• Get server push API settings gets parameters of selected server.
  • Set server push API settings sets parameters for a server.
  • Remove server push API settings removes parameters.

So having those you can dynamically control your push API based frameworks.

You can check our Nimble Streamer configuration reference page for more API descriptions.

Related documentation

November 5, 2019

SRT playback support in SLDP Player

SRT became a popular transport protocol for live streams secure delivery over unreliable network. Softvelum team has been an active contributor to SRT open source community being part of SRT Alliance.

Softvelum products lead products have full support for SRT:


Now we introduce SRT playback support in SLDP Player for Android and SLDP Player for iOS.
SLDP Player for HTML5 does not support SRT yet unfortunately.

Mobile SLDP Players provide low latency consumption of SLDP, RTMP, Icecast, HLS and MPEG-DASH and adding SRT gives more flexibility, robustness and reliability for end-user last-mile playback.

You can get SLDP Player free app in Google Play and AppStore.

SRT can be obtained via SRT Pull mode, so you need to make sure your source media server or streaming service has SRT Listen mode enabled for the output stream. Read SRT setup description for Nimble Streamer to see how it can be set up there.

The player setup is easy, just open the application, add new connection and enter your stream with srt:// protocol prefix.



The Player supports the following SRT parameters and provides respective fields:
  • passphrase and pbkeylen;
  • latency and maxbw - read this article for more details about their usage;
  • streamid in case your media source supports it.


Once you save it and tap on it, it will connect to your server and will start playing the stream.



Let us know if you have any questions or suggestions regarding SLDP Player.

October 7, 2019

Enable hardware acceleration for Intel Quick Sync on Ubuntu

Nimble Streamer Transcoder supports Intel® Quick Sync technology for encoding acceleration using Intel® processors feature set. Nimble Streamer allows using Quick Sync as AVC/H.264 video encoder in transcoding scenarios.

Once you have Quick Sync installed, the encoding becomes available in our Transcoder.

The instructions below describes how to enable hardware acceleration on Ubuntu 19.04 and later releases.

Install required packages


Run the following command to install required packages on Ubuntu:
sudo apt-get install intel-media-va-driver-non-free libmfx1

Notice hat they are available on 19.04 and later releases.

Set up Nimble Streamer Transcoder


Follow Transcoder Ubuntu installation procedure to install it on your server.
Use Ubuntu 18.04 instruction there as it works fine on 19.04.

This articles describes how to use this encoder: H.264/AVC QuickSync encoder parameters.
After that you'll be all set to use Intel acceleration on Ubuntu with our live Transcoder.


If you face any questions, feel free to contact us for any questions.

Related documentation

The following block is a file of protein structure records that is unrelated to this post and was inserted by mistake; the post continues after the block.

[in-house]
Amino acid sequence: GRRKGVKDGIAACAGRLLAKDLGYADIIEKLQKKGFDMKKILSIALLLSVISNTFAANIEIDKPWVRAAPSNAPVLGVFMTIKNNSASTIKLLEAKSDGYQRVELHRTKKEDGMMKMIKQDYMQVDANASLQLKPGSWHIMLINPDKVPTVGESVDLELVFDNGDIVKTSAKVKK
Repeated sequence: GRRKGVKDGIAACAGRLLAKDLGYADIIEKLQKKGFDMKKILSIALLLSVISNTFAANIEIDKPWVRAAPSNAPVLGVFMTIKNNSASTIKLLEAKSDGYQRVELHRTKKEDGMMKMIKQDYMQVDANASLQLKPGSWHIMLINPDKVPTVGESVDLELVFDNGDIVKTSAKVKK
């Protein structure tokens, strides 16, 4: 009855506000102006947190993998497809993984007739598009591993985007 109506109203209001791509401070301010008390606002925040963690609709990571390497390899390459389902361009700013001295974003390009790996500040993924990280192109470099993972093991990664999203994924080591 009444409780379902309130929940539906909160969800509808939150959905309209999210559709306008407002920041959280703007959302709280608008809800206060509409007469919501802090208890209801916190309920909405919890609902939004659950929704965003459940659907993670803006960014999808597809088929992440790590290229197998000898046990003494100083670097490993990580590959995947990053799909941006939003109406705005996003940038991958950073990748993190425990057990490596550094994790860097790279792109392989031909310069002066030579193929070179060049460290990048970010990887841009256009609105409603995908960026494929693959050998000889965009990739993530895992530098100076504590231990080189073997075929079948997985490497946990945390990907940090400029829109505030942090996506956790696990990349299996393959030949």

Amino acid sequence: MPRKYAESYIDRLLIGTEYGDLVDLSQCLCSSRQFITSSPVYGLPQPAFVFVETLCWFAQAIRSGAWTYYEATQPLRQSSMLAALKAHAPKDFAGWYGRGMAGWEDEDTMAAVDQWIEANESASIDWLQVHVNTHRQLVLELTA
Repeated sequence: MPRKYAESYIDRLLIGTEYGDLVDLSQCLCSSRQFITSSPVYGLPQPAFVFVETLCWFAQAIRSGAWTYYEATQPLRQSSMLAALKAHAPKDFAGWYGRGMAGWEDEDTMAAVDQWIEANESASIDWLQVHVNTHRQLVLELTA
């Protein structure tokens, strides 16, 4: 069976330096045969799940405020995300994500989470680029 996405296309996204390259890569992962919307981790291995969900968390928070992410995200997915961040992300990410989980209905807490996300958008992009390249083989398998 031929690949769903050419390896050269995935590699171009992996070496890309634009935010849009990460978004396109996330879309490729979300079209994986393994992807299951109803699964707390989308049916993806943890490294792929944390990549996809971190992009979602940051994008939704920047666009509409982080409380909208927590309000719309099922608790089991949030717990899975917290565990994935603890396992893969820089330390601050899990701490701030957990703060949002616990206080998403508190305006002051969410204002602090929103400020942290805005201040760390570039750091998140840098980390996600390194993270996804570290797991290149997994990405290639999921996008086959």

Live Transcoder for Nimble Streamer, Live Streaming features, Transcoder support for Intel® Quick Sync,  Enabling hardware acceleration on CentOSEnabling hardware acceleration on Windows,

Intel is a trademark of Intel Corporation in the U.S. and/or other countries.

October 1, 2019

Stream availability push API notification

Nimble Streamer provides a variety of APIs and frameworks, including Publish control, Pay-per-view and playback authorization framework, along with other solutions.

Now this tool set has event notifications for incoming live streams' availability, like RTMP and RTSP publish/unpublish events, MPEG-TS streams, Icecast pulled streams and also Live Transcoder output. Nimble Streamer can inform you about the start of stream ingestion and stop of incoming stream.

Why we implemented this as a push API which notifies your handler about all live streams; behavior.

If you want to use the notifications API, the major steps for usage are as follows:
  1. Create a processing script on your web site.
  2. Specify a processing script URL via WMSPanel UI.
  3. Test the solution.
After that, your script will be automatically called each time your Nimble Streamer instances gets proper events.

Let's go step by step to see what you need to do.

1. Create a processing script


Nimble Streamer uses POST request to call your URL. Your script MUST get request body first.

Request body will look differently for different types of calls. Here are examples, with additional formatting, the fields are described below.

RTMP is published into Nimble:
{"ID":"c581b1c2-686a-8140-8deb-f44031fa393f",
  "Signature": "PD94bWwgdmVyc2lvbj0iMS4wIiBlbmNvZGluZz0iVVRGLTg",
  "Puzzle": "42342-33434-343434-34343",
  "publish":[{
      "stream":"live\/4k",
      "protocol":"RTMP",
      "time":1569999976249,
      "type":"push",
      "remote_ip":"127.0.0.1"
    }]}

Nimble started receiving output from Live Transcoder:
{"ID":"c581b1c2-686a-8140-8deb-f44031fa393f",
  "publish":[{
      "stream":"live\/4k_ao_aac",
      "protocol":"ENCODER",
      "time":1569999976374,
      "type":"pull"
    }]}

Icecast stream is not pulled anymore:
{"ID":"c581b1c2-686a-8140-8deb-f44031fa393f",
  "unpublish":[{
      "stream":"live\/4k",
      "protocol":"ICECAST",
      "time":1570000823258
    }]}

Two major types of calls are available:

  • "publish" means that the incoming live stream has appeared in Nimble Streamer input.